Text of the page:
Mailinglist Archive: opensuse (3337 mails)

< Previous Next >
Re: [SLE] xen versu vmware
  • From: Stephen Boddy <stephen.boddy@xxxxxxxxxxxxxx>
  • Date: Sun, 23 Apr 2006 21:02:12 +0100
  • Message-id: <200604232102.12901.stephen.boddy@xxxxxxxxxxxxxx>
On Sunday 23 April 2006 20:31, jdd sur free wrote:
> Hello :-)
>
> I use vmware for testing purpose (for example new 10.1). I
> do this for ages, now (was vmware 2.0)

VMWare (currently) emulates all a new 386 compatible system, but allows the
guest to use the CPU natively. There is some overhead associated with
emulating the system.

> but vmware is dawn slow. Bochs is worst in this respect.

Bochs emulates both the system and the CPU. Much more overhead, much slower.

> Is Xen able to do the same job? I could never understand
> what Xen is good for :-(((

Xen hosts and guests (more properly Priviledged and Unpriviledged Domains) are
specially modified to know they are running under the Xen hypervisor (hence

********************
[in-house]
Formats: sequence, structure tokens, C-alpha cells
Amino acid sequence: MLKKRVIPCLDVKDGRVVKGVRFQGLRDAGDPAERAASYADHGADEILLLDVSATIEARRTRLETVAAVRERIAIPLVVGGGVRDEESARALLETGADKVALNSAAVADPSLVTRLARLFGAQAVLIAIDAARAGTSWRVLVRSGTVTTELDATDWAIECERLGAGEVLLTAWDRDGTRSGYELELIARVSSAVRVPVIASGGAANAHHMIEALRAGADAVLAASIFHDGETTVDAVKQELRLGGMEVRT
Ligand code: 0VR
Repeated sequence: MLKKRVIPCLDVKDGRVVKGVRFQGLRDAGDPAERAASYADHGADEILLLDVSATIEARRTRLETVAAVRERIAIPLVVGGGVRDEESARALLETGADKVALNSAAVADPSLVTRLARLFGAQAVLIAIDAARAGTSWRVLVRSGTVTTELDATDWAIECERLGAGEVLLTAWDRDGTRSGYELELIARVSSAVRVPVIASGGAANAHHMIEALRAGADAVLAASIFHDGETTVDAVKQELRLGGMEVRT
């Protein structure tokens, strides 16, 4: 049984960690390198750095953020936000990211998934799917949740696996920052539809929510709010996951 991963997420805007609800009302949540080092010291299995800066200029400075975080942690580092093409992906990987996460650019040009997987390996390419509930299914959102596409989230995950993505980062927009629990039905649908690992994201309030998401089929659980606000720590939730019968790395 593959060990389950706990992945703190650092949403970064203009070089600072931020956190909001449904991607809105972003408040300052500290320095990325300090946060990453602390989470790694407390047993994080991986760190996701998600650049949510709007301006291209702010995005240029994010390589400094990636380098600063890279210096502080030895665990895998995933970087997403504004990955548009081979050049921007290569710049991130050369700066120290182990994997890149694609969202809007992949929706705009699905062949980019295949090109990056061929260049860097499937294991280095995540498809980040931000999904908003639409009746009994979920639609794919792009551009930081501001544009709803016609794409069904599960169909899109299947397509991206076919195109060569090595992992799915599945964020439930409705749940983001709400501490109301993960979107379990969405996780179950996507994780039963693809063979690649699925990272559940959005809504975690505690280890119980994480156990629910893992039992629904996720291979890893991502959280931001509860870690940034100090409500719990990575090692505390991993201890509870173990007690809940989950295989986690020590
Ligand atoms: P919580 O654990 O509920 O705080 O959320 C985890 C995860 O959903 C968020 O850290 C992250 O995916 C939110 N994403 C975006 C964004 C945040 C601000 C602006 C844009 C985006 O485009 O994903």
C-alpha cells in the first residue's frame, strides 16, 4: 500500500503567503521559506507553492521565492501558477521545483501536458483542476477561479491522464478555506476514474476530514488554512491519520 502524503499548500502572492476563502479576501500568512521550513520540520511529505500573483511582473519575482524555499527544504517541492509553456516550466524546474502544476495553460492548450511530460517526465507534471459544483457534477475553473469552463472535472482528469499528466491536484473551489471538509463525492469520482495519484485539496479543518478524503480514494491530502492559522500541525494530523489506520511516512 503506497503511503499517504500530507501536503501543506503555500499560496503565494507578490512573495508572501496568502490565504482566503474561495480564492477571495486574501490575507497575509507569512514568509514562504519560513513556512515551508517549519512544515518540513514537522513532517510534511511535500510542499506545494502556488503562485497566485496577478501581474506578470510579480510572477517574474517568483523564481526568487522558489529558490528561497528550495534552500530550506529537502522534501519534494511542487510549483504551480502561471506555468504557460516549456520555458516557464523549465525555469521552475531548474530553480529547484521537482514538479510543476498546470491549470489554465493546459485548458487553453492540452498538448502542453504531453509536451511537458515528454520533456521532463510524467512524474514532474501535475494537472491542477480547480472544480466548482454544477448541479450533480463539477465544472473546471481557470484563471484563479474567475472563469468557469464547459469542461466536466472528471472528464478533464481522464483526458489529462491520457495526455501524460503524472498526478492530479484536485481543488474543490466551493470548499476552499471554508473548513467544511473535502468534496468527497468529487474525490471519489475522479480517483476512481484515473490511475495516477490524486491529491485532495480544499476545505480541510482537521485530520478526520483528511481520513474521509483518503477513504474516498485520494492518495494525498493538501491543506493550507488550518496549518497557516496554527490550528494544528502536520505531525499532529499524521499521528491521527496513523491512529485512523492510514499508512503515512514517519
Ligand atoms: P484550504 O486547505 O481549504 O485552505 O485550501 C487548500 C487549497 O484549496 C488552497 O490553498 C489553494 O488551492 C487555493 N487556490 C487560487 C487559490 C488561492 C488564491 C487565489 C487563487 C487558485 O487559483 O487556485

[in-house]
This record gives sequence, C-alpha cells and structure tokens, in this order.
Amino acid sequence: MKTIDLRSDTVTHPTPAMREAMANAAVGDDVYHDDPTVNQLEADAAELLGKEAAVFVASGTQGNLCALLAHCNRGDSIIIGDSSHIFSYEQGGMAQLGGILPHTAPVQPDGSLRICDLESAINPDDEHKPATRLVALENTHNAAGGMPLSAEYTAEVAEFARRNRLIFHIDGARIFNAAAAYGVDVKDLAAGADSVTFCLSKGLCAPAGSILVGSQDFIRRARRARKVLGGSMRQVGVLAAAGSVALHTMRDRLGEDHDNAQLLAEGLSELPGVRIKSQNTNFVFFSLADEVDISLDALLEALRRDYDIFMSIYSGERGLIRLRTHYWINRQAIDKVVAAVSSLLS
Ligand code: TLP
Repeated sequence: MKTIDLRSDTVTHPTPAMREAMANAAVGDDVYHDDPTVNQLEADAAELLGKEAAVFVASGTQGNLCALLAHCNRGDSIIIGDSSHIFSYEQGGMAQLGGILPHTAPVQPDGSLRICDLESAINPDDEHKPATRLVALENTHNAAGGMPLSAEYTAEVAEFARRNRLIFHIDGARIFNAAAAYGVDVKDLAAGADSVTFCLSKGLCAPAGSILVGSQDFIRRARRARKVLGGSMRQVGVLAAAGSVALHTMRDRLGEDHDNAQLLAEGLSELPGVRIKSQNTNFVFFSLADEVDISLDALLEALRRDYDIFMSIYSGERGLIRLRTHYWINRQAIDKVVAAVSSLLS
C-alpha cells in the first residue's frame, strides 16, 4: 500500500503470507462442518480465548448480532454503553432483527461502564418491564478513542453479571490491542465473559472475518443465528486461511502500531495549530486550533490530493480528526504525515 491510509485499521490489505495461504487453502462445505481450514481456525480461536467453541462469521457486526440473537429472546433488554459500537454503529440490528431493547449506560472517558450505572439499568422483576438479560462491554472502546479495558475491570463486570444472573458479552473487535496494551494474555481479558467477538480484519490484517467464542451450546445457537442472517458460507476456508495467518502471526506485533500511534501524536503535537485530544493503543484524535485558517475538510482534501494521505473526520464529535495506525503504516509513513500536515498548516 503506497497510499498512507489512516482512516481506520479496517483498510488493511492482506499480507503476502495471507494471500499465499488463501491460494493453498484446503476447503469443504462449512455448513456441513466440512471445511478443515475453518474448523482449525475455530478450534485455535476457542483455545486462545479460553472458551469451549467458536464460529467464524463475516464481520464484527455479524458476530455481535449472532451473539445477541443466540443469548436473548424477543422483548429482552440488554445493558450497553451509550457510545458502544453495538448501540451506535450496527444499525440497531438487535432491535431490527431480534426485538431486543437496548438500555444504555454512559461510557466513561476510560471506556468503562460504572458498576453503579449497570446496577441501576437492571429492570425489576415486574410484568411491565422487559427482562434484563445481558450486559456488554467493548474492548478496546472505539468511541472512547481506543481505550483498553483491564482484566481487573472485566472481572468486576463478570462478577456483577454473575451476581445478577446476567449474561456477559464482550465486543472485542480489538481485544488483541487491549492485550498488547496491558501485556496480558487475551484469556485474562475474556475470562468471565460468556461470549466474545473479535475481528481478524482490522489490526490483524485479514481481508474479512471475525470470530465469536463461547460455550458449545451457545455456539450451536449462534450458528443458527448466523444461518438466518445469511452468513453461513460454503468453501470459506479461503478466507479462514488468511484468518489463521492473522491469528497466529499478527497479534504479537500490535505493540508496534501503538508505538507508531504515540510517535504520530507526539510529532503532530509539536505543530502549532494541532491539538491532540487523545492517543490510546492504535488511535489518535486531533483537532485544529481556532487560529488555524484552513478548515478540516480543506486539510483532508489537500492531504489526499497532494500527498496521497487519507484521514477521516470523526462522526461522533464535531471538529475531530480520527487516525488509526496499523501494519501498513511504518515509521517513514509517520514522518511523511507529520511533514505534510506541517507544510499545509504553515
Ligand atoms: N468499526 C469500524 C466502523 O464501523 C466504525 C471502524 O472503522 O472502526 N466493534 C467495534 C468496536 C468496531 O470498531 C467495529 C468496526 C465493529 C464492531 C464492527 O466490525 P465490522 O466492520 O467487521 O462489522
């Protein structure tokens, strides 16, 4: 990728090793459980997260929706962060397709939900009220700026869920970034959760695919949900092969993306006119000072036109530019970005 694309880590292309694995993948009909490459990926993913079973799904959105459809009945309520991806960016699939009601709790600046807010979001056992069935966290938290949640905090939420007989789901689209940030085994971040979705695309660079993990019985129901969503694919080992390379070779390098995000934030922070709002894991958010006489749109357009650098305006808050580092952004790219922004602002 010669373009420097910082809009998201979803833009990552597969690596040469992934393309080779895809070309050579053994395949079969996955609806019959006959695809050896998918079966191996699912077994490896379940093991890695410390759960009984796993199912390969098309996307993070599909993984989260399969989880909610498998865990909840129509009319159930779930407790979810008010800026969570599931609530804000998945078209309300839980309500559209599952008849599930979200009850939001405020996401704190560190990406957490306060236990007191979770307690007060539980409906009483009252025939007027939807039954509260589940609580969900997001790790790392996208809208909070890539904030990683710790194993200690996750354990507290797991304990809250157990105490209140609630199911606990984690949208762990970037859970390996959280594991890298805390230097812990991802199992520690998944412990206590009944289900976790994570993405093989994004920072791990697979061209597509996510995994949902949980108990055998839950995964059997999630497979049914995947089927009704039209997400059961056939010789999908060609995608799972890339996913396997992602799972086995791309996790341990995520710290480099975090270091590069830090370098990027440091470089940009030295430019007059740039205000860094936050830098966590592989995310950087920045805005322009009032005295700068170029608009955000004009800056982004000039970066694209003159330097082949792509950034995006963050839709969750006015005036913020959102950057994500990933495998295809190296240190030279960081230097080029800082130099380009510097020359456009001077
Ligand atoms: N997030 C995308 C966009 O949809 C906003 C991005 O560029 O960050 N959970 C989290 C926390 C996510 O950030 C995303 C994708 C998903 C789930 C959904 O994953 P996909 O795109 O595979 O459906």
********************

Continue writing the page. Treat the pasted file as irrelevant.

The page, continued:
you can't run Windows). Because of this the host/guest runs natively on the
CPU, and doesn't require the level of system emulation that VMWare does. This
means it runs significantly closer to native speed.

With the new Vanderpool or upcoming Pacifica tech from Intel and AMD
respectively, the host/guest will not need to be modified for Xen manage
them.

Right now, Xen is excellent provided you are in an OSS environment. i.e. an
ISP can offer individual virtual linux machines to customers. They can then
aggregate, manage, and migrate those on large servers, maximising the
resource usage of those machines, and scaling their servers and network in a
controlled manner.

Until Vanderpool and Pacifica are more widely deployed, it's a much tougher
sell for individual users. Traditionally the great feature of VMWare (for me
at least) was the ability to run legacy Windows apps in an OSS system, and no
Wine is frequently not the answer to that conundrum. If I'm limited to OSS in
my guests, then why not just run it on my host? There are cases where it is
useful, i.e. testing environments etc, but it very much depends on your
usage.
--
Steve Boddy

< Previous Next >
References